There are some fierce ladies bringing women to the fore-front of music. Radiating girl power and dealing with perceptions of femininity, Ali Barter’s new track, ‘Girlie bits’ is joining the allegiance, in the push for women-to-the-front and the overthrow of stereotypes within the industry.
As women still struggle to be recognised for anything other than their female attributes and looks, the track couldn’t have been released at a more perfect time. The release of ‘Girlie bits’ bites back at female stereotypes of women within the industry and what “a woman is supposed to look like”. The song itself, on first listen, sounds like a theme tune strung straight from a classic 90’s chick flick – all sweet and bubbly, oozing all things pink and fluffy – but there are some real underlying, womanly dilemmas that are begging to be addressed. While it may be disguised as a cute girly track – in which one feels the urge to dance around in their underwear to, with a hair-brush/ microphone clasped neatly at hand – Ali’s new tune is super kick ass and has us all singing her praises.
Loaded with heavy sarcasm, Ali hits the nail on the head, marking the general ‘feels’ of women within the industry and more broadly, women in general, raising the questions women often struggle with in regards to identity and femininity. With lyrics like “Give us a smile princess it’s better for business. None of this angriness, show us your girlie bits.” It’s really a tune for all ears and a little reminder perhaps to the mainstream media who are so inclined to discuss boobs and butts over all else.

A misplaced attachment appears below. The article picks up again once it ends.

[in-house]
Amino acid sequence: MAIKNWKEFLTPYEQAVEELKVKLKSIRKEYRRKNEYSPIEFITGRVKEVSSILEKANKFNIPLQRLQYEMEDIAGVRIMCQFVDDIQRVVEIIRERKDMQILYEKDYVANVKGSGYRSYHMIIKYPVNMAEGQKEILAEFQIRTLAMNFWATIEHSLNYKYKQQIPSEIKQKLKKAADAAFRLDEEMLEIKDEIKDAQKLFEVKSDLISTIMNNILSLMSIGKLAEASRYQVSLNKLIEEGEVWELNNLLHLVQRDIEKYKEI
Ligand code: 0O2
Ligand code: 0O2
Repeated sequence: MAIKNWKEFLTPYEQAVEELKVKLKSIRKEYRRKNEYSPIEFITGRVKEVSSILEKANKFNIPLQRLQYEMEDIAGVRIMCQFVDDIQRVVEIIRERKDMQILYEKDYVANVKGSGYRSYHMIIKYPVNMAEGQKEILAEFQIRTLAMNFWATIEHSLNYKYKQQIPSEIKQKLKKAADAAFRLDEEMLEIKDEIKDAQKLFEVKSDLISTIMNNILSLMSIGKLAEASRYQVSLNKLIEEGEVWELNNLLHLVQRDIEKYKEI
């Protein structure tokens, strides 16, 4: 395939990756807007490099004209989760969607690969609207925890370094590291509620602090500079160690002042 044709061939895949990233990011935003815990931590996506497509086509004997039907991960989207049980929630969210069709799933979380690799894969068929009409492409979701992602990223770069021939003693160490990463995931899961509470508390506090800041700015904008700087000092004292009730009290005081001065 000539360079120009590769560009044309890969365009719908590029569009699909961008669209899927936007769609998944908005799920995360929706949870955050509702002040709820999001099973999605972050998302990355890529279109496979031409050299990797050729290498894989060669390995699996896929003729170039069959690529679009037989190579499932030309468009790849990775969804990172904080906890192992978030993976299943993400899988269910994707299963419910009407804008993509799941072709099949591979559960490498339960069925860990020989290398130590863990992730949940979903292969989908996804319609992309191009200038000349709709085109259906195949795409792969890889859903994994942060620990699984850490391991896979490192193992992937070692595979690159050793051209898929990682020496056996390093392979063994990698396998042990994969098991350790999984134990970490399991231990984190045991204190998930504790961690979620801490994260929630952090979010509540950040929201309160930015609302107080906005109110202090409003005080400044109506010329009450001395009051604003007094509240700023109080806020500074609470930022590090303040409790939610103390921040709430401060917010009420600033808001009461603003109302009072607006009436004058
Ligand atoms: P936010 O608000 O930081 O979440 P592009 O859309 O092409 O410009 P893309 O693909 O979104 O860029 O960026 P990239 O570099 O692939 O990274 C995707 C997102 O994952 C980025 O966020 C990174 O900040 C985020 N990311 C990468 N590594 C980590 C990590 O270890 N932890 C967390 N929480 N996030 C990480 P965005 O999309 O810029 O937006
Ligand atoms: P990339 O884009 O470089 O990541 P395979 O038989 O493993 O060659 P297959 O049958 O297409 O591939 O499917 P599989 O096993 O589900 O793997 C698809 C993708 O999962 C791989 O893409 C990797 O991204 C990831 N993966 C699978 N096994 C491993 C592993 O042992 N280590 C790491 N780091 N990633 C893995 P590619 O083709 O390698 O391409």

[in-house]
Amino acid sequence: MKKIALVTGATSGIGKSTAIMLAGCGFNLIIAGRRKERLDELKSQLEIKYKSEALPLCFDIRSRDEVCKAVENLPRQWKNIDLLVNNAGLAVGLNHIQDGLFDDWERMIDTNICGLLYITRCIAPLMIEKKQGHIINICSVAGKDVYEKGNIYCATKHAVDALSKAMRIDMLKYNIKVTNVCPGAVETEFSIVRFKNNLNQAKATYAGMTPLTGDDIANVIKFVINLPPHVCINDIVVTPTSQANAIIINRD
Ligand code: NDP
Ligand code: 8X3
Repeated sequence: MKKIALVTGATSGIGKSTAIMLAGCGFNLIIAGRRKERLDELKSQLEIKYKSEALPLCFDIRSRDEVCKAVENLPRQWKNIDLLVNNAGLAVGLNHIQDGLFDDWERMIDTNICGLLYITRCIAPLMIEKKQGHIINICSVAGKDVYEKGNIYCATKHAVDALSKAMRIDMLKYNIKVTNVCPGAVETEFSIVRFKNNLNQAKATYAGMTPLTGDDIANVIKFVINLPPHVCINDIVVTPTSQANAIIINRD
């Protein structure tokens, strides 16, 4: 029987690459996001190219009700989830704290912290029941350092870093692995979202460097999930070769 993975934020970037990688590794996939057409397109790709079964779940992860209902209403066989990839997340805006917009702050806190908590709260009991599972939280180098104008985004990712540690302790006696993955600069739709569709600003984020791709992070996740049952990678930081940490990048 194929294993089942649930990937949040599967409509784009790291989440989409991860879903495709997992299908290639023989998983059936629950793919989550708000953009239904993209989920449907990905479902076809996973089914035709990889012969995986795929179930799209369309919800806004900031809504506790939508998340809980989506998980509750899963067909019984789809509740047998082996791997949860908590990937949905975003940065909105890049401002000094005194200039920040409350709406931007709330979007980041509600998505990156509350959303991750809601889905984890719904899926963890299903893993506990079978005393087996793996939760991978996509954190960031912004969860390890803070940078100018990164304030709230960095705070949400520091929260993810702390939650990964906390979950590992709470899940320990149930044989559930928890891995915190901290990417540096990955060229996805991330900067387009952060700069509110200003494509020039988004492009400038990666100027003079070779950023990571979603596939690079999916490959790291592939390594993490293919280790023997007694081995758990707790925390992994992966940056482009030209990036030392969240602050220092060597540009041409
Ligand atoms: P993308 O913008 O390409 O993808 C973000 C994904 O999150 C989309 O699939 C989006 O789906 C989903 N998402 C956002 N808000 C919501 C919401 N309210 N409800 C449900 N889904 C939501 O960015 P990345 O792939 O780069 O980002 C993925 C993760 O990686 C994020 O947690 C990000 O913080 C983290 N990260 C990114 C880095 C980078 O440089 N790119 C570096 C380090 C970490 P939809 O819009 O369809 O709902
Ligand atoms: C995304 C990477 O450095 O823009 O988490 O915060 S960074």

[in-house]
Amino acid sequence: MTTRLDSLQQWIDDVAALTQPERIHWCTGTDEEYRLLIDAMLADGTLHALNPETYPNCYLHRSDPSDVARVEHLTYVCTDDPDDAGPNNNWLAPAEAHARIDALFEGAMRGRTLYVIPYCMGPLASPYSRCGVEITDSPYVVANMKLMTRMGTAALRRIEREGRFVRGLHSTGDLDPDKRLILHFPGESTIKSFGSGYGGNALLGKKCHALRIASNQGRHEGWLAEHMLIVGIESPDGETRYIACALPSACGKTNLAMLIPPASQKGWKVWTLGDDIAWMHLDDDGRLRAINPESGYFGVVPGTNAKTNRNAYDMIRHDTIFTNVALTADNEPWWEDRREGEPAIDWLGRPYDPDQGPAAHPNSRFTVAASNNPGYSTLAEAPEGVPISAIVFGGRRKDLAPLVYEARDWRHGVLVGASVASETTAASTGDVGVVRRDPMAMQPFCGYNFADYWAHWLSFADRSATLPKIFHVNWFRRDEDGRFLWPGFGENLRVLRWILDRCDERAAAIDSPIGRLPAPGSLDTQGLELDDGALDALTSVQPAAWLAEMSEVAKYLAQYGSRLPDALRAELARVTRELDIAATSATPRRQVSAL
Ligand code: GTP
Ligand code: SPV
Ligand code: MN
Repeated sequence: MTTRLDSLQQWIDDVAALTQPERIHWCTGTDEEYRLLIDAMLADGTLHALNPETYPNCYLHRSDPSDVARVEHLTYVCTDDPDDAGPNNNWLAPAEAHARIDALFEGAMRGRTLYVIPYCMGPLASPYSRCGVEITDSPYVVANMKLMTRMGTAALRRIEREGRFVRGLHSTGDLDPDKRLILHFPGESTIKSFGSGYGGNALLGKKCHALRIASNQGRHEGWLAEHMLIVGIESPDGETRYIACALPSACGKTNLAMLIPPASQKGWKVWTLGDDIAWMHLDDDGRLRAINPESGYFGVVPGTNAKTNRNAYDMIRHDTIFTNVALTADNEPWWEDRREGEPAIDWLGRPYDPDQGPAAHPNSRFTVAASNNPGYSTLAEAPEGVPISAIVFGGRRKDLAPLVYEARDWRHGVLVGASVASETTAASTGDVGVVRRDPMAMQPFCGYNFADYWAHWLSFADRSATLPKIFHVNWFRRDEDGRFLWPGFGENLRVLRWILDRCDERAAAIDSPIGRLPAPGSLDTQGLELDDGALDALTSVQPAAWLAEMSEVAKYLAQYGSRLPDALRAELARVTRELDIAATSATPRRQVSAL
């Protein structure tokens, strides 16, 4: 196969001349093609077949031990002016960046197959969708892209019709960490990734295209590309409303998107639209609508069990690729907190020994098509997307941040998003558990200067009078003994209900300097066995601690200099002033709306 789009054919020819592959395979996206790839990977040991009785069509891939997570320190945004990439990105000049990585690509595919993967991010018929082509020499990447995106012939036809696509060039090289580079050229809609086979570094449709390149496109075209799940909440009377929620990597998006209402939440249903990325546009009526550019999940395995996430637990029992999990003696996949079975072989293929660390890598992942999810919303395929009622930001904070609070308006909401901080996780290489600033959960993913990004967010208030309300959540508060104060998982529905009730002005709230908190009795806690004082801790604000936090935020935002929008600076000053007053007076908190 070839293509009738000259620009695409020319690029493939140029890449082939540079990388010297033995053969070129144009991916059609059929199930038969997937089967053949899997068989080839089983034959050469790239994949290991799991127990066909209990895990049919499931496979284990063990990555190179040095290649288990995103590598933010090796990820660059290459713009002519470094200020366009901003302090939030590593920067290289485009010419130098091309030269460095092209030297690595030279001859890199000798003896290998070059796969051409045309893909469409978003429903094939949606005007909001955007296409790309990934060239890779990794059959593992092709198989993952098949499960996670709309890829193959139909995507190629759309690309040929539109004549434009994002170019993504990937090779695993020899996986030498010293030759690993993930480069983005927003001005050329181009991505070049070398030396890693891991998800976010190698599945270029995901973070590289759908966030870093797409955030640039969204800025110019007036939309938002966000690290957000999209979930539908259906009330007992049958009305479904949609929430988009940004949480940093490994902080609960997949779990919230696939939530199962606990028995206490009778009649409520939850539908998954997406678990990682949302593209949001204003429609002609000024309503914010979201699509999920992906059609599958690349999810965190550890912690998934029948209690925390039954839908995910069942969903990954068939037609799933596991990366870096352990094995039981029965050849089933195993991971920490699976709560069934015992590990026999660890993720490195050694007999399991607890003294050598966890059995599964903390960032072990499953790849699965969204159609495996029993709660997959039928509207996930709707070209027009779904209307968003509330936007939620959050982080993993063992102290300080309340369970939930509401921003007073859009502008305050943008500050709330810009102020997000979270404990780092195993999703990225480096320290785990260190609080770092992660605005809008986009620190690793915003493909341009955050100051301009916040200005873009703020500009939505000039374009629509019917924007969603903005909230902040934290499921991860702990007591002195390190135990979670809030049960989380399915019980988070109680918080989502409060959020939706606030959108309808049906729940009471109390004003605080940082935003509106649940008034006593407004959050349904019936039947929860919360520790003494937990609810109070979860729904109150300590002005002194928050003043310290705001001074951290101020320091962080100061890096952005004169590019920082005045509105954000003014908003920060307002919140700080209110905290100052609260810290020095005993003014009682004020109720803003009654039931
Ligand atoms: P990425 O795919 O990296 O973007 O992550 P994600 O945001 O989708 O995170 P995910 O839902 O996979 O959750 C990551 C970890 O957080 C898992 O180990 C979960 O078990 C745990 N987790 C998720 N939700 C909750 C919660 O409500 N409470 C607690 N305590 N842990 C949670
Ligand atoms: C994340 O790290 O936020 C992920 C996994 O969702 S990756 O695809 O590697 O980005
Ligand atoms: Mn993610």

When premiering the track on Triple J Ali Barter had this to say:
“Girlie Bits has nothing to do with body parts, it’s about the cage of what we expect of women: girlie guitar parts, girlie singing, hair; this idea of ‘femininity’ and how to fit within it. But women are not some gentle, watered down version of men. We do it our own way. We work really hard to write good songs and play great gigs – only to have people critique our clothes and the look on our faces, instead of the music.”
It’s refreshing to see female musicians who aren’t afraid of being labelled “angry girls” and are all about fighting female stereotypes because newsflash – there’s more to a female than her womanly attributes. Love your work, Ali Barter.